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  1. #1
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    2 German Folding Bikes?

    I bought these bikes in a lot for 50 bucks. I've tried to do research and I couldn't find anything. The website foldingcyclist.com has pretty much every folding bicycle known to man, except what I have. I talked to a guy that knows a lot about Schwinns he said they were imports. Thats all the info I have haha. If anyone can give some information about the bicycles will be appreciated. I'm wanting to sell them, but I have no idea what they are worth. So any info on era, and price would be GREAT!!!
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  2. #2
    rhm
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    Well, if you want an appraisal, this should probably be in the appraisals forum.

    That said, these are what's generally called a U-frame folder. They are not all the same, despite the name, and they come with a variety of different frame styles, the chief common characteristic being the hinge mechanism, which is weak and prone to metal fatigue. Most of them were made in Italy or eastern Europe. I have seen German ones, but am not 100% they were made in Germany, rather than made for sale in Germany. At any rate, they are flimsy, don't fold up very small, they are hard to adapt to large riders, and often have unusual tire sizes. All in all, they are not very good either as bicycles or as folding bicycles, and therefore they don't make valuable antiques either.

    Sorry I can't be more encouraging, but there it is.

    They are sometimes interesting, but generally they are pretty terrible both as bikes and as folding bikes.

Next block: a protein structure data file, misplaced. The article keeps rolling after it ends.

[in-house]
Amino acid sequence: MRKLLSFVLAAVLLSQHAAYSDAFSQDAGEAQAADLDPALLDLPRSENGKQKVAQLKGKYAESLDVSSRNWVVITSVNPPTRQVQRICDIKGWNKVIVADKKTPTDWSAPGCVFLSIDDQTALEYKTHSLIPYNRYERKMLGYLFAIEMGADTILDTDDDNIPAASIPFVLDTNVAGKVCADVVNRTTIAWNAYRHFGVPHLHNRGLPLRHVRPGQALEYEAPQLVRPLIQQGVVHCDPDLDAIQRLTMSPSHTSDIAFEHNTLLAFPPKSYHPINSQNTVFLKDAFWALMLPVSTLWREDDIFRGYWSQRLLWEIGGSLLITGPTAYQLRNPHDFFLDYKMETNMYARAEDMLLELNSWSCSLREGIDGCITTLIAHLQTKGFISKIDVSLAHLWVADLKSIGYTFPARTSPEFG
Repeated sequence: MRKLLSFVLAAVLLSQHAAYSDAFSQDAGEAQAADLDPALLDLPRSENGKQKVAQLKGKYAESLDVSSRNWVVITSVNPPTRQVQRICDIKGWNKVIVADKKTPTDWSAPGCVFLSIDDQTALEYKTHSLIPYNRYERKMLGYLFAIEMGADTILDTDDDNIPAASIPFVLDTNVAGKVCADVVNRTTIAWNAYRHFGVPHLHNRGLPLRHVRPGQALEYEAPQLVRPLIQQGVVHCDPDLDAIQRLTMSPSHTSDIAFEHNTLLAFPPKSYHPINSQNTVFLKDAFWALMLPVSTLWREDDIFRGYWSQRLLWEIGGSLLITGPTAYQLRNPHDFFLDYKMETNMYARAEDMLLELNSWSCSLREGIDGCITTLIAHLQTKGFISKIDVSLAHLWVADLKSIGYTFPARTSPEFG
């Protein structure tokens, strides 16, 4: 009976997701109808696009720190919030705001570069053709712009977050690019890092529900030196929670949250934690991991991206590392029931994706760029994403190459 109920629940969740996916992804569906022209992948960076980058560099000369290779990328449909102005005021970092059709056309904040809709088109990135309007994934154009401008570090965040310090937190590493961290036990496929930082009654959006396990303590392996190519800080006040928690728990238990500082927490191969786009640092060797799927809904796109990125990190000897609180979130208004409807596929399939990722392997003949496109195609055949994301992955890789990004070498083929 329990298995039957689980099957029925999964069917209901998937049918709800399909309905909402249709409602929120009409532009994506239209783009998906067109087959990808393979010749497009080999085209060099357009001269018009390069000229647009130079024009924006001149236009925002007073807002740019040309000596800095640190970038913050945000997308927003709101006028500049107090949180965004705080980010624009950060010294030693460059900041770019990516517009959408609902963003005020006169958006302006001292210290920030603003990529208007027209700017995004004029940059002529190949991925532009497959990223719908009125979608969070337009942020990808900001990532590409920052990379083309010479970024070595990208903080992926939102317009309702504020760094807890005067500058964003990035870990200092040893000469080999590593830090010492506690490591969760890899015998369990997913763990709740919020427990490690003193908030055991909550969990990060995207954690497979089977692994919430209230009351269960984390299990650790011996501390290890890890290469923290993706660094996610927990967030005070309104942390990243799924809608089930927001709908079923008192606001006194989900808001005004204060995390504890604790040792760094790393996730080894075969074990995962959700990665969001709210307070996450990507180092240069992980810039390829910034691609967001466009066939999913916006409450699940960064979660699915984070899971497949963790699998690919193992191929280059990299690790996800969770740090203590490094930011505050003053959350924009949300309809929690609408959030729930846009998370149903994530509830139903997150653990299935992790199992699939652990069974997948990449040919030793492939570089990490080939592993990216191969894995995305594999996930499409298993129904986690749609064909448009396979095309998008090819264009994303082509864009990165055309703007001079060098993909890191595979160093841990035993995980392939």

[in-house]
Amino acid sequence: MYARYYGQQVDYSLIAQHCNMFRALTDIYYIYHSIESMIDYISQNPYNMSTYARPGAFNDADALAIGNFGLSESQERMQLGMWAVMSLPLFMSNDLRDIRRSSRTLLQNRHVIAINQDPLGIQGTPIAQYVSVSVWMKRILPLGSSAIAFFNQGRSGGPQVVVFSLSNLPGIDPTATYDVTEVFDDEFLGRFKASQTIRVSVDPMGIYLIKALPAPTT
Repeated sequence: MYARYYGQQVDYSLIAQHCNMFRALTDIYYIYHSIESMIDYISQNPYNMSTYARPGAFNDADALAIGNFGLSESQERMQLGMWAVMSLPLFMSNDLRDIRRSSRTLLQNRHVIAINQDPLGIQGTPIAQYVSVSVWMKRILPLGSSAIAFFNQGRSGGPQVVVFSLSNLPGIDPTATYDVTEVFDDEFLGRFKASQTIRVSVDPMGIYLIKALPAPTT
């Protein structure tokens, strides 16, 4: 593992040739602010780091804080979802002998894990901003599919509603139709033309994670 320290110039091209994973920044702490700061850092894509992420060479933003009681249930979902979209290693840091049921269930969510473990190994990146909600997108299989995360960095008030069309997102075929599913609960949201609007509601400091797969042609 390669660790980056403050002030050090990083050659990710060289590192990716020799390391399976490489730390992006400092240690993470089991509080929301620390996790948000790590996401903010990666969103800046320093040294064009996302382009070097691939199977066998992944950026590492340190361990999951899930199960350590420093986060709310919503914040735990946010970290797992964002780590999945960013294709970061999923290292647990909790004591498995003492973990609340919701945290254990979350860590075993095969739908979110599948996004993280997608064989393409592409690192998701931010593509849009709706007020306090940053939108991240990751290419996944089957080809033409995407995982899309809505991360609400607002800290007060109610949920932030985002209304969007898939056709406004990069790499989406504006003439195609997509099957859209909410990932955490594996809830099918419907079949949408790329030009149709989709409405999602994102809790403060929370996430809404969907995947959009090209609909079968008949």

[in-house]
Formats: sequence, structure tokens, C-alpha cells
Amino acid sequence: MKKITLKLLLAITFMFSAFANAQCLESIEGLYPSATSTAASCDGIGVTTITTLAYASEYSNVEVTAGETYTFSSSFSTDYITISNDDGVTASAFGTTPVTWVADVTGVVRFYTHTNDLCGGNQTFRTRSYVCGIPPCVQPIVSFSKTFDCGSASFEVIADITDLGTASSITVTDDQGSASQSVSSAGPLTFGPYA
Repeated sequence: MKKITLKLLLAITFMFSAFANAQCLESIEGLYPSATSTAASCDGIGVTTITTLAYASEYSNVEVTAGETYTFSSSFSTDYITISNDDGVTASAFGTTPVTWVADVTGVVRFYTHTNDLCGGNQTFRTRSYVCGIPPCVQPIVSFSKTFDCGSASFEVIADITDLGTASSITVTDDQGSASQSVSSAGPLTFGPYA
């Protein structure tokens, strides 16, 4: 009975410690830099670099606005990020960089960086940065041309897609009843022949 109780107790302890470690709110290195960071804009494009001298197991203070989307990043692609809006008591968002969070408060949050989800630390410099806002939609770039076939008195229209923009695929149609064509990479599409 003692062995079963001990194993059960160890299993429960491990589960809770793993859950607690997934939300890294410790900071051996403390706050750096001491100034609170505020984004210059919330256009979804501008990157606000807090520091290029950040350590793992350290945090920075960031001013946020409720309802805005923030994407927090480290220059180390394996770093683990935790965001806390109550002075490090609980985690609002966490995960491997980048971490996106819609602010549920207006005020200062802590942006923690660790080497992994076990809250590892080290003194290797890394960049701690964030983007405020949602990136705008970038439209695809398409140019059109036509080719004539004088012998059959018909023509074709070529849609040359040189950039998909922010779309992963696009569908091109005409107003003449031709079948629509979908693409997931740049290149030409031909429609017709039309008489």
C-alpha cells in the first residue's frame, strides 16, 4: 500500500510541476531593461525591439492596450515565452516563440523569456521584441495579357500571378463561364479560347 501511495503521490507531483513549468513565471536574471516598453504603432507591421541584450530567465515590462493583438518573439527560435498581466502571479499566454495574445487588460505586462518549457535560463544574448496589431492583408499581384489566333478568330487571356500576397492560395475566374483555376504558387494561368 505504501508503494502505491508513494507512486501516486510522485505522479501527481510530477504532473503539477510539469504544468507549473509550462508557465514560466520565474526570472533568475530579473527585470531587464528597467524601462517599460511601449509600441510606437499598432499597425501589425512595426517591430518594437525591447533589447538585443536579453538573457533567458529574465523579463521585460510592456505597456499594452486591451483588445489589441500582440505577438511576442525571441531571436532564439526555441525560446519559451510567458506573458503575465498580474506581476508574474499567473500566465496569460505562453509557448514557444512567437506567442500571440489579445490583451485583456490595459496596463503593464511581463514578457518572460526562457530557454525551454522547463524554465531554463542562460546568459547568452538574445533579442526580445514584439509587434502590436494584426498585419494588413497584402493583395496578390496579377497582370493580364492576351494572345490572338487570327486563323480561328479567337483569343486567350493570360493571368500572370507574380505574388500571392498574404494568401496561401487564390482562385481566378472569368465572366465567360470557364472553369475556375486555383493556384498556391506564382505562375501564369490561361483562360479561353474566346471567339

3. #3
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    Quote Originally Posted by rhm View Post
    Well, if you want an appraisal, this should probably be in the appraisals forum.

    That said, these are what's generally called a U-frame folder. They are not all the same, despite the name, and they come with a variety of different frame styles, the chief common characteristic being the hinge mechanism, which is weak and prone to metal fatigue. Most of them were made in Italy or eastern Europe. I have seen German ones, but am not 100% they were made in Germany, rather than made for sale in Germany. At any rate, they are flimsy, don't fold up very small, they are hard to adapt to large riders, and often have unusual tire sizes. All in all, they are not very good either as bicycles or as folding bicycles, and therefore they don't make valuable antiques either.

    Sorry I can't be more encouraging, but there it is.

    They are sometimes interesting, but generally they are pretty terrible both as bikes and as folding bikes.

    I pretty much agree with above. If you are going to ride them, be SURE that they are unfolded completely & all parts are tight !
    TIP;
    In Germany, these are called " klapprads." This may help you.

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